The golden rule: Book train tickets ahead of time
As far as is possible, book your travel ahead of time. Booking online will ramp up the price slightly, but taking even long journeys in Sri Lanka is so cheap that you really won't mind. I'd recommend booking your first journey before you arrive in the country, and then - when you disembark at your next destination - immediately booking your onward train tickets.
This will save you waiting in very long queues in hot rooms on the day of travel, and also negates the very real possibility that the train will get entirely booked up and you'll have to wait until the next day to depart.
Splash some cash on getting where you really want to go
Sri Lanka is a relatively cheap country to get around, but in order to get to some attractions, you'll be forced to hire a private car or tuk-tuk - as we did to access Sigiriya Rock.
This can cost you significantly more than public transport, but - if you're on a tight itinerary - it will save you a lot of time. Furthermore, the prices are still pretty cheap. Tuk-tuks will be the least costly option, but if you're going a significant distance, it's definitely worth splashing out on a car or van in order to save time and ensure a more comfortable journey.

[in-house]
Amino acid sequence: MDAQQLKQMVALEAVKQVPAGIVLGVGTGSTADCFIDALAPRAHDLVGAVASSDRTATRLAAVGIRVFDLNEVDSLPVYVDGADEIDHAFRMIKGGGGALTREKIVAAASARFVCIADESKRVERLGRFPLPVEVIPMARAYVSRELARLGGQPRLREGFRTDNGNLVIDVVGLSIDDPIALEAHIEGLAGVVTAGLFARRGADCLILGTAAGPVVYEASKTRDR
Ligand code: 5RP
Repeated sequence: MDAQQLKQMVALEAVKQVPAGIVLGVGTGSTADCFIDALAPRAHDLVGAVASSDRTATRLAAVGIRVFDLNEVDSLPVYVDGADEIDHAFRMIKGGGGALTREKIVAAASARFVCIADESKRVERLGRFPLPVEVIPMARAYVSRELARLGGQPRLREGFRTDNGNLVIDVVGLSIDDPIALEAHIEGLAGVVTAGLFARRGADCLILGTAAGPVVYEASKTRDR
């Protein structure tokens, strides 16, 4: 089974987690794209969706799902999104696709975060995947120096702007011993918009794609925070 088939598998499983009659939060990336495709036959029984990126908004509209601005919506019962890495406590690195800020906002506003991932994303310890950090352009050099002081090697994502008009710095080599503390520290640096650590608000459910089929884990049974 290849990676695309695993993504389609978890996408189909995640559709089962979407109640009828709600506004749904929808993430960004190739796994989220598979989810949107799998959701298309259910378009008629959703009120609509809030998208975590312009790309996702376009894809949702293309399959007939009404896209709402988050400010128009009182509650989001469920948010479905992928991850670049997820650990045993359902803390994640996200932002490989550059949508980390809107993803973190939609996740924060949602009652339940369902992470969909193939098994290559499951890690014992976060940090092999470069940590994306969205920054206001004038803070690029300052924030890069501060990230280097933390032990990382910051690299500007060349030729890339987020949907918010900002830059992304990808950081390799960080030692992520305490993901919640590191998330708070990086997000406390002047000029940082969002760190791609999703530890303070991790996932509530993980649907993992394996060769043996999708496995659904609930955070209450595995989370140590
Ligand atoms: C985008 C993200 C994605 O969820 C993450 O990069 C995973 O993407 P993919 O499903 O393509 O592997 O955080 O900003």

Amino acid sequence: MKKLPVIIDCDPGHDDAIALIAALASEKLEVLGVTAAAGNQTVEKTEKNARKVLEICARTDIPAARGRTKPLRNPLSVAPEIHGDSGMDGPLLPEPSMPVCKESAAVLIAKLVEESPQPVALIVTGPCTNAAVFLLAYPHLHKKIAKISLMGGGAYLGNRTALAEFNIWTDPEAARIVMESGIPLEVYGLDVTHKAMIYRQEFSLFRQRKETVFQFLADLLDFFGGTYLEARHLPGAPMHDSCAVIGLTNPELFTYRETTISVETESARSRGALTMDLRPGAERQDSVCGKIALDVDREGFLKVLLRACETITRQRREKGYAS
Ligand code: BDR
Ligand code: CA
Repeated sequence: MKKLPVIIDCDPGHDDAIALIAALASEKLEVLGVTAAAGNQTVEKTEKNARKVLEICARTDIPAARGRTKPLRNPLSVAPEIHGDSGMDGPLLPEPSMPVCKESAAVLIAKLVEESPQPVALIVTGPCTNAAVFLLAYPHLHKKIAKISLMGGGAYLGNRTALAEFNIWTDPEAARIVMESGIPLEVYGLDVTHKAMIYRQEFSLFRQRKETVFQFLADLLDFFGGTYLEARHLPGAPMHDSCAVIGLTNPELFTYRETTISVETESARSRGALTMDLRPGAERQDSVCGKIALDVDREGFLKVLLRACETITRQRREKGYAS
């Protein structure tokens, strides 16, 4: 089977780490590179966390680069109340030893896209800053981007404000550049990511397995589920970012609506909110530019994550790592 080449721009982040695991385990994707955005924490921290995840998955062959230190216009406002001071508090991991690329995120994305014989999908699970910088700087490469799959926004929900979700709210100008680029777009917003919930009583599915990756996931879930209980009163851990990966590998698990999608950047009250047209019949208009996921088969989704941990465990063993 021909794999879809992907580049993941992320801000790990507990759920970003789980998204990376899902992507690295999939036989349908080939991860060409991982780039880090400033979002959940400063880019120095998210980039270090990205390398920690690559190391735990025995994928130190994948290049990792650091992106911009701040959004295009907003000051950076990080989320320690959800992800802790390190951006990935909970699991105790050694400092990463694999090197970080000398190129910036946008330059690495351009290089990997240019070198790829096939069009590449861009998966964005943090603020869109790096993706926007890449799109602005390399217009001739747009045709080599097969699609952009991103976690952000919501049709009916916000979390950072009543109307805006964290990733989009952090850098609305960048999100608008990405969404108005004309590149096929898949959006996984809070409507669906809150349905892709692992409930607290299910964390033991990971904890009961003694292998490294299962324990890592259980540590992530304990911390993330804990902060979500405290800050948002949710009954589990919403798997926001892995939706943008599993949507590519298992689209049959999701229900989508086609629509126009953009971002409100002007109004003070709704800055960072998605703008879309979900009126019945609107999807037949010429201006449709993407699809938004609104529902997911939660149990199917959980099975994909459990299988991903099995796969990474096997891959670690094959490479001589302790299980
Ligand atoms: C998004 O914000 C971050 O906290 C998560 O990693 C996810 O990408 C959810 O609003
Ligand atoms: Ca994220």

You won't have any trouble finding a guide - pretty much every driver or waiter or hotel receptionist you meet will have a number of friends who they will recommend to take you. As in many countries, you might find yourself going a rather roundabout way to get to your destination - we were, despite our protests, taken to an ornate furniture store on the way to Sigiriya - but it was so worth it!
It can be tempting to just stick to the train routes, but in a once-in-a-lifetime destination like Sri Lanka, you'll really want to explore the best the country has to offer. Our day trip to Sigiriya Rock was by far our most pricey day, but also one of the most memorable - and with the best views!
Prepare yourself for the bus experience
Sometimes, on your journey around Sri Lanka, it will simply make the most sense to get the bus. Buses are incredibly cheap, they're faster than tuk-tuks, and they reach more destinations than the trains.